CLADmag issue4 2018

Page 66

CULTURE The Scottish Design Galleries feature around 300 exhibits telling the story of Scottish design

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taught me that transparency could be achieved in architecture using natural materials. In the Oak Room, people will feel his sensibility and respect for nature, and hopefully connect it with our design for V&A Dundee.” Of his starting point with V&A Dundee, Kuma said: “My inspiration always starts from the place where the project will be. The uniqueness of this project is in the position between the water and the city – it’s very different from a normal site as it sits between land and water. “As we started to think about the project, one of my colleages showed me a picture of the cliffs of north eastern Scotland – it’s as if the earth and water had a long conversation and finally created this stunning shape. The design of V&A Dundee attempts to translate this geographical uniqueness into the building by creating an artificial cliff.”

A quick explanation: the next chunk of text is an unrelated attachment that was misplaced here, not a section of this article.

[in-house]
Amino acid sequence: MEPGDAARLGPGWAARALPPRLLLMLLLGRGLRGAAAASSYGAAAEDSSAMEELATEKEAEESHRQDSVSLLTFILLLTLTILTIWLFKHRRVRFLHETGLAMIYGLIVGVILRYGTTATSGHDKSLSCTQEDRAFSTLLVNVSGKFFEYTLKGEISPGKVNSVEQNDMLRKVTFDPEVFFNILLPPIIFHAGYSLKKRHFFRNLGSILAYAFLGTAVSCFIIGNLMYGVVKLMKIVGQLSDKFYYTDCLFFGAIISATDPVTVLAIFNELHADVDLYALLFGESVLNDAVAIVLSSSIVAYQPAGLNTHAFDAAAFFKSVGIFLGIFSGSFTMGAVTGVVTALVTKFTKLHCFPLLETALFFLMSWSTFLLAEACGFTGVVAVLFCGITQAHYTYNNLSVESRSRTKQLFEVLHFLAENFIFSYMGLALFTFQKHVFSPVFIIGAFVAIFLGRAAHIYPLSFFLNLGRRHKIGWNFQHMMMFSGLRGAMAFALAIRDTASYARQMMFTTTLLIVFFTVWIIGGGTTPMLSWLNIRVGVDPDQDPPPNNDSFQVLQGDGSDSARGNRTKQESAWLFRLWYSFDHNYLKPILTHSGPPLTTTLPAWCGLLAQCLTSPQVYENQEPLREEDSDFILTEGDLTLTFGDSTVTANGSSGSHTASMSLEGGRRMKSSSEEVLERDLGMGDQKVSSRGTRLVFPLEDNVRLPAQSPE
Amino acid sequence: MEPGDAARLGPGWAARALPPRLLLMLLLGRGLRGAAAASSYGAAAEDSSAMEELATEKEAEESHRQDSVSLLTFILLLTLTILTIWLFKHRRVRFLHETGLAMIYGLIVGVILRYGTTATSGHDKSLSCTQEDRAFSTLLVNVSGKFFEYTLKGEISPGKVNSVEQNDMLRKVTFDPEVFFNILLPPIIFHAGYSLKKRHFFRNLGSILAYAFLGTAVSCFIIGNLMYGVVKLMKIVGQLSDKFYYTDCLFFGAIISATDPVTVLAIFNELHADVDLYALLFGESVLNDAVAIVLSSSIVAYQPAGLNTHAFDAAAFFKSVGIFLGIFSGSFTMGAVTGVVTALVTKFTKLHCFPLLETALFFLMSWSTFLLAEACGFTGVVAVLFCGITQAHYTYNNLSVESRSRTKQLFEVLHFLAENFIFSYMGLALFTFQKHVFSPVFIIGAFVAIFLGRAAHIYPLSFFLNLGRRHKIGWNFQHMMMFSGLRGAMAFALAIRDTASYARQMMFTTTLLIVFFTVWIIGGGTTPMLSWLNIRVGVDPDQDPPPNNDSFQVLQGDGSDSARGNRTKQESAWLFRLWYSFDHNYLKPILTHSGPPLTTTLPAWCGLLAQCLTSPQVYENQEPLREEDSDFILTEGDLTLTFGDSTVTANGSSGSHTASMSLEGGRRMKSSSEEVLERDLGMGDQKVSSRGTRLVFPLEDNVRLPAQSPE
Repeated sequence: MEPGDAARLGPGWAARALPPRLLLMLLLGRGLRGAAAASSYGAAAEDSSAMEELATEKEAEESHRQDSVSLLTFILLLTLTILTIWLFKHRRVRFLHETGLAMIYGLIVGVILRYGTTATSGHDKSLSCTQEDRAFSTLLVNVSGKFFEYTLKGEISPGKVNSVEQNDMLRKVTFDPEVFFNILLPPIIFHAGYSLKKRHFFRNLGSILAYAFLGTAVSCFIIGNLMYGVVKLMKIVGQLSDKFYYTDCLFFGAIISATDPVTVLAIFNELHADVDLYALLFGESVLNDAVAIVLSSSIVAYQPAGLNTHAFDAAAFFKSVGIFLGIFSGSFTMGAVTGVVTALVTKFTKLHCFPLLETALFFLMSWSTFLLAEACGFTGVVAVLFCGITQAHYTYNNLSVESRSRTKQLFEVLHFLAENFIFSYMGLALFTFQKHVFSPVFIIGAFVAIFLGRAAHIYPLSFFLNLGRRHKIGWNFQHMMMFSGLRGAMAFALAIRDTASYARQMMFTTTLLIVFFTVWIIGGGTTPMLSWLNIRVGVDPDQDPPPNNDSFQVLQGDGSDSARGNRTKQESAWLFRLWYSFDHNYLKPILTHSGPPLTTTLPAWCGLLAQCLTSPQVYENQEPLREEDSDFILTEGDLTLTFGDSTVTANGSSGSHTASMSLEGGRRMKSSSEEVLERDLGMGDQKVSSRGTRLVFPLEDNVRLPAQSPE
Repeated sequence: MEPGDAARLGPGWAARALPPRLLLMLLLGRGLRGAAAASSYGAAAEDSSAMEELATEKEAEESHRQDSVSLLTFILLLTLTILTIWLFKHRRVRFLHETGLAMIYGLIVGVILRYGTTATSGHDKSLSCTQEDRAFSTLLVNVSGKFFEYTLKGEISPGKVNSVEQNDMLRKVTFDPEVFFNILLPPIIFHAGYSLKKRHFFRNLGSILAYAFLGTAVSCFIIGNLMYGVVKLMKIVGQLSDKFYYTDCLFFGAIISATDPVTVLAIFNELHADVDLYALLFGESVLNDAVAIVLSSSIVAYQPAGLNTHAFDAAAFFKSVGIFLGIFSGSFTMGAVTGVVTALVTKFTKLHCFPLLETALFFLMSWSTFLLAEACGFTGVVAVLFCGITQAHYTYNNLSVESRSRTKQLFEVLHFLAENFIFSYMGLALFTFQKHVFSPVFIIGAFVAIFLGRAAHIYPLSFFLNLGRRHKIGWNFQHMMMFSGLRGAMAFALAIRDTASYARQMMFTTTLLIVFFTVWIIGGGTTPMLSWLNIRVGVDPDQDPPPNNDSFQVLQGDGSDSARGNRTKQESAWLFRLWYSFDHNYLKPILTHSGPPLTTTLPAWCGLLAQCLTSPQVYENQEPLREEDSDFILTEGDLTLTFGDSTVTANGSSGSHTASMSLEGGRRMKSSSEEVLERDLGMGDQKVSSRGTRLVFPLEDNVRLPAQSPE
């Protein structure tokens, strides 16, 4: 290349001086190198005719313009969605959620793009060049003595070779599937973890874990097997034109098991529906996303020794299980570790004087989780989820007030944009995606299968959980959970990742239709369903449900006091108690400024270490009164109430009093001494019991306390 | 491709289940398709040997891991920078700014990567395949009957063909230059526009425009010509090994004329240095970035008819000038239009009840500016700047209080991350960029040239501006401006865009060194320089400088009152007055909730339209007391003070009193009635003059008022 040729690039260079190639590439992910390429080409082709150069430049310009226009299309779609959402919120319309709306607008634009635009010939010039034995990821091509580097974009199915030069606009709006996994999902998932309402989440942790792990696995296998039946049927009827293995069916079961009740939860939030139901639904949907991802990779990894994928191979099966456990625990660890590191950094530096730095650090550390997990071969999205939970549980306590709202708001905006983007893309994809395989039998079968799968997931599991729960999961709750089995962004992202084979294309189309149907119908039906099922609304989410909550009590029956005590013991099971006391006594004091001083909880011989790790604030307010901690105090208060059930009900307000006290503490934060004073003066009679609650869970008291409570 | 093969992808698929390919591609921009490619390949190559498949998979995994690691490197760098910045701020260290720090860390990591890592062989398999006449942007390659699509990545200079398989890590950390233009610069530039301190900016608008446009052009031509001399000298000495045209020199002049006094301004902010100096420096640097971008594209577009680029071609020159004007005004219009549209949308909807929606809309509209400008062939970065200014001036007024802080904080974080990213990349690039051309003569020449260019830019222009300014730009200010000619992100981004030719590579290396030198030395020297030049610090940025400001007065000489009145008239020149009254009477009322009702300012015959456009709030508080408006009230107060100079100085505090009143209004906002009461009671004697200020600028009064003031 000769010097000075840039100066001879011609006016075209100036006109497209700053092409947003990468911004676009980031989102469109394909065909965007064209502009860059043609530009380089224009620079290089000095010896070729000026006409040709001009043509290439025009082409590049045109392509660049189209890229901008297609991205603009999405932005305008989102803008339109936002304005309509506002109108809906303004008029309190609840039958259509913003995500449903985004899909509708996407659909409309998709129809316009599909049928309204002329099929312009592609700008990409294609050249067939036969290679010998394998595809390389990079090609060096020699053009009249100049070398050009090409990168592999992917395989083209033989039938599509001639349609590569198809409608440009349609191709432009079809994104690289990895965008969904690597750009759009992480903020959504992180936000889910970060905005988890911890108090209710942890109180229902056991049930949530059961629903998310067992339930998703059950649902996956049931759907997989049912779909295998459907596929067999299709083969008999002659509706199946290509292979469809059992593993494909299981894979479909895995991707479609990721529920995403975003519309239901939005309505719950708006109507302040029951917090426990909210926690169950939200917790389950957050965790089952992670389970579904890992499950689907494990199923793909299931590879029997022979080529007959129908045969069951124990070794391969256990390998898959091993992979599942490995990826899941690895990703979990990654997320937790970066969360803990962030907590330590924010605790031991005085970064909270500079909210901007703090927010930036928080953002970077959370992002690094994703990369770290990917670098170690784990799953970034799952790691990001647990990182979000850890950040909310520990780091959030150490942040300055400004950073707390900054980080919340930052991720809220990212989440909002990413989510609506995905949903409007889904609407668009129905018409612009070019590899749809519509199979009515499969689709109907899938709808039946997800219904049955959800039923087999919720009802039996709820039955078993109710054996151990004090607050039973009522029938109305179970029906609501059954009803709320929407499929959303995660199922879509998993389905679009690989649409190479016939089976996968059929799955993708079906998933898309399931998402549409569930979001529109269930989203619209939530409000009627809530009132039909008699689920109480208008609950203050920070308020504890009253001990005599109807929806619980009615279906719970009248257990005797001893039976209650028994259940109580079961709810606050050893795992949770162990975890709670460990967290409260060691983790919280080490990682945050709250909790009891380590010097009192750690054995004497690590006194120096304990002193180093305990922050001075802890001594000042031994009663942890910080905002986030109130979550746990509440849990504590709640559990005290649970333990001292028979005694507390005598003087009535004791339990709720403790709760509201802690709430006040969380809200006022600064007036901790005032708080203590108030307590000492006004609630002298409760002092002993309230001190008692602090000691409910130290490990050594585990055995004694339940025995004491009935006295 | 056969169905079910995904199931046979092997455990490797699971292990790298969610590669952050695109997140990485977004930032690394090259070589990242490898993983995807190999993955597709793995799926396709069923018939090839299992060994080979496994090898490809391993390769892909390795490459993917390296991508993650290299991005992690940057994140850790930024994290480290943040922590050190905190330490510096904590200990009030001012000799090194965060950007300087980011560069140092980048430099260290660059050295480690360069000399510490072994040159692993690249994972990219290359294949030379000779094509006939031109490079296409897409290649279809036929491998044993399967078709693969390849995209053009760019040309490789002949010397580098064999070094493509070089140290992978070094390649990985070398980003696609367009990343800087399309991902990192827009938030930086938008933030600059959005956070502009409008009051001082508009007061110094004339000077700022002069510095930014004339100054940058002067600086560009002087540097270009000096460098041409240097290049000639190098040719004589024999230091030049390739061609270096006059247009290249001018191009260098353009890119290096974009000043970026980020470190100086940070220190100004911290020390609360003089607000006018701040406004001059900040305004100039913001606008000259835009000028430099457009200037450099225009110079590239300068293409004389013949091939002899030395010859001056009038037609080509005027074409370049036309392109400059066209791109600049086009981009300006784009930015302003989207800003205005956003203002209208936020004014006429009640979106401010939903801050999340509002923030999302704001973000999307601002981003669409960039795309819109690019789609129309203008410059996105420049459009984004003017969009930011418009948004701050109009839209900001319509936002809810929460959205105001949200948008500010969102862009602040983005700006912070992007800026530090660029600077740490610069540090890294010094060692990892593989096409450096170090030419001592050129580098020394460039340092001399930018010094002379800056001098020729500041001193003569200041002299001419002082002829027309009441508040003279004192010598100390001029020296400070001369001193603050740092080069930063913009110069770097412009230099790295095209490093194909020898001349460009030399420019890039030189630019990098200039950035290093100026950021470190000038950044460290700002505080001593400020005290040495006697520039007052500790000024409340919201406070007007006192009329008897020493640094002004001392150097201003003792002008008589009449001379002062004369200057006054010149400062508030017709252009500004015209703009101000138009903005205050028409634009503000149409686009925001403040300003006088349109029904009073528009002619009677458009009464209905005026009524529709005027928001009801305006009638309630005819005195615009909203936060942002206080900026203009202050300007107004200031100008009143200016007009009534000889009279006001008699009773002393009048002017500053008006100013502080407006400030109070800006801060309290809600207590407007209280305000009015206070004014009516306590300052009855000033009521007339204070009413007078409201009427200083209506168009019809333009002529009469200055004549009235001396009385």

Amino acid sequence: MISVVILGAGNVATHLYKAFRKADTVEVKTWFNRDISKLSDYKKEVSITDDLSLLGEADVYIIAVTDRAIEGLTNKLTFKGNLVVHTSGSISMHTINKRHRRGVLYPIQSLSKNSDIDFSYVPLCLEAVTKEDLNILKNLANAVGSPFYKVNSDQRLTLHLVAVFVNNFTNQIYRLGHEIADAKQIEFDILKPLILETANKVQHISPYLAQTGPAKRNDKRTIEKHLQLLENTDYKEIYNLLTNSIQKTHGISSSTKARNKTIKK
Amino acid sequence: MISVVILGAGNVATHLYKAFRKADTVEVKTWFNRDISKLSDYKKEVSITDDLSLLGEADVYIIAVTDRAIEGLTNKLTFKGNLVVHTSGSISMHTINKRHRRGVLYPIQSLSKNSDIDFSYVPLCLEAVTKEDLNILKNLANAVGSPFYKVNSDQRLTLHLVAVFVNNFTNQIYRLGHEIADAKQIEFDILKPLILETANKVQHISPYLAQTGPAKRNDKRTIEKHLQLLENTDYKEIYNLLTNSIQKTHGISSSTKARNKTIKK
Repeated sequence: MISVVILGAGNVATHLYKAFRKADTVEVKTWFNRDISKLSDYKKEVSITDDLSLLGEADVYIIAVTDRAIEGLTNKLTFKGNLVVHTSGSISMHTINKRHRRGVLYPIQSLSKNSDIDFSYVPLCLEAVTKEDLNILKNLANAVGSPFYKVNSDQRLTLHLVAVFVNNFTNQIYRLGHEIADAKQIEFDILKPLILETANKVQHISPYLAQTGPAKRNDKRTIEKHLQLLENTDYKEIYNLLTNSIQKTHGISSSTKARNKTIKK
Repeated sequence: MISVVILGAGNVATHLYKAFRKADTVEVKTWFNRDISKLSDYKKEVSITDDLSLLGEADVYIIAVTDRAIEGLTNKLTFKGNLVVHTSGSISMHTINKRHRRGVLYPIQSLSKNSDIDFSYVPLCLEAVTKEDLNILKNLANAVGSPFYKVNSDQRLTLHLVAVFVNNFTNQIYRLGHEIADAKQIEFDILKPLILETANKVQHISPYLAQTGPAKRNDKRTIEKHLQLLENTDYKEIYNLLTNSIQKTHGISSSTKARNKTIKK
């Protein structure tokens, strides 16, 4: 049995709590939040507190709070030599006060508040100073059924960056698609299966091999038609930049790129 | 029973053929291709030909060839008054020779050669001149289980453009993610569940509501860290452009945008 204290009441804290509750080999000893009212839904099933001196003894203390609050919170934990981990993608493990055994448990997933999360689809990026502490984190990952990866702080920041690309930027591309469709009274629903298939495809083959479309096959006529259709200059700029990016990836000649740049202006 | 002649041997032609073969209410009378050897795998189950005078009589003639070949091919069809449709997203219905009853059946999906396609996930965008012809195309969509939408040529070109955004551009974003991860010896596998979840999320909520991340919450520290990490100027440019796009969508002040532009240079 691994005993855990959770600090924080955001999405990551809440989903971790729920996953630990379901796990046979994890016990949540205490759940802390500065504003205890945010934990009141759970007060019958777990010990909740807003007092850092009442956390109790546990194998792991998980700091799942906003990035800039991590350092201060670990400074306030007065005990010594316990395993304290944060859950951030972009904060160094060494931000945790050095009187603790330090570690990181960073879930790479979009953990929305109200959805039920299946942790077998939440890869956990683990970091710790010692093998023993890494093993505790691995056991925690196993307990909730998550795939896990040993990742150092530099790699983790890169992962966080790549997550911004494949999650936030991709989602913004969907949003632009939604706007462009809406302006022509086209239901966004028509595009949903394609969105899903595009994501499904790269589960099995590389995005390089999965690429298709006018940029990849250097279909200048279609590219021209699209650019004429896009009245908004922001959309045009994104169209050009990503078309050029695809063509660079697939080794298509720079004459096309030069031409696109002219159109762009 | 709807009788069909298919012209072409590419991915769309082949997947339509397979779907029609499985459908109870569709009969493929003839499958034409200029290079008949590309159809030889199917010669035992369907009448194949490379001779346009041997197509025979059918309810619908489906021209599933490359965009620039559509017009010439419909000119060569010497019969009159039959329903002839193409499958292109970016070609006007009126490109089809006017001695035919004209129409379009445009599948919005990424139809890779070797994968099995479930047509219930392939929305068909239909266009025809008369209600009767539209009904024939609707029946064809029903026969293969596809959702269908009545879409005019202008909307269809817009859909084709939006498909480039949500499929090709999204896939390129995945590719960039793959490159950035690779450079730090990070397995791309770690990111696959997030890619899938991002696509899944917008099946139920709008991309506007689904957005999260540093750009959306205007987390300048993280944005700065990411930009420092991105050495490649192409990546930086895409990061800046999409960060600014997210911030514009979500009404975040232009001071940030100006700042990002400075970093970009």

CLAD mag 2018 ISSUE 4

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and other visitor facilities. Here the sloped walls are lined with oak panels rather than concrete, giving a lighter, warmer feel. A central foyer on the first floor leads to the museum’s 1,100sq m temporary gallery, and the permanent Scottish Design Galleries, which tell the story of Scotland’s design heritage through a collection of 300 objects. Kengo Kuma has said he is “especially proud” of the Oak Room, which stands at the heart of the Scottish Design Galleries. The interior of Charles Rennie Mackintosh’s original 1907 Ingram Street Tearooms has been painstakingly conserved and rebuilt, allowing the public to see it for the first time since it was removed from the original building in 1971. “There’s an aesthetic of simplicity and transparency that Mackintosh and Japenese culture have in common,” said Kuma. “His work